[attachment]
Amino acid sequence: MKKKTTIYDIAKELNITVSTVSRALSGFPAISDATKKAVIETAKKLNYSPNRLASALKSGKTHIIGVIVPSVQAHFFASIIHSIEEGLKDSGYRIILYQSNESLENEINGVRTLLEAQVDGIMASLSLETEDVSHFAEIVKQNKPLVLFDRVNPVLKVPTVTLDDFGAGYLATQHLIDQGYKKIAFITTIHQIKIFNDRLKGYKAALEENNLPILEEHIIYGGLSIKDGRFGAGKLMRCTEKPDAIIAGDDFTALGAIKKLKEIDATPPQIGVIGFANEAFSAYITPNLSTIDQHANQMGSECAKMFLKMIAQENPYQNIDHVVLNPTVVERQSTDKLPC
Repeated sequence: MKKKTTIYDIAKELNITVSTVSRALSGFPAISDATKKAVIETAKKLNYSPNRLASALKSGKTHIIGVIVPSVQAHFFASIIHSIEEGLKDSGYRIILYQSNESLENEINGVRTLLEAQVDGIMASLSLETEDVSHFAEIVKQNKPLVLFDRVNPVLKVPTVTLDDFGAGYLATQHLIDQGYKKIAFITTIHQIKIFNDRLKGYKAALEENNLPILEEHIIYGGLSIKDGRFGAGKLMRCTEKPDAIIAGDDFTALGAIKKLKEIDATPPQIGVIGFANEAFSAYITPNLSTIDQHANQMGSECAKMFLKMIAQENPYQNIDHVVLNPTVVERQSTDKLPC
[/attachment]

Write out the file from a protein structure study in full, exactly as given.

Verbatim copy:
Amino acid sequence: MKKKTTIYDIAKELNITVSTVSRALSGFPAISDATKKAVIETAKKLNYSPNRLASALKSGKTHIIGVIVPSVQAHFFASIIHSIEEGLKDSGYRIILYQSNESLENEINGVRTLLEAQVDGIMASLSLETEDVSHFAEIVKQNKPLVLFDRVNPVLKVPTVTLDDFGAGYLATQHLIDQGYKKIAFITTIHQIKIFNDRLKGYKAALEENNLPILEEHIIYGGLSIKDGRFGAGKLMRCTEKPDAIIAGDDFTALGAIKKLKEIDATPPQIGVIGFANEAFSAYITPNLSTIDQHANQMGSECAKMFLKMIAQENPYQNIDHVVLNPTVVERQSTDKLPC
Repeated sequence: MKKKTTIYDIAKELNITVSTVSRALSGFPAISDATKKAVIETAKKLNYSPNRLASALKSGKTHIIGVIVPSVQAHFFASIIHSIEEGLKDSGYRIILYQSNESLENEINGVRTLLEAQVDGIMASLSLETEDVSHFAEIVKQNKPLVLFDRVNPVLKVPTVTLDDFGAGYLATQHLIDQGYKKIAFITTIHQIKIFNDRLKGYKAALEENNLPILEEHIIYGGLSIKDGRFGAGKLMRCTEKPDAIIAGDDFTALGAIKKLKEIDATPPQIGVIGFANEAFSAYITPNLSTIDQHANQMGSECAKMFLKMIAQENPYQNIDHVVLNPTVVERQSTDKLPC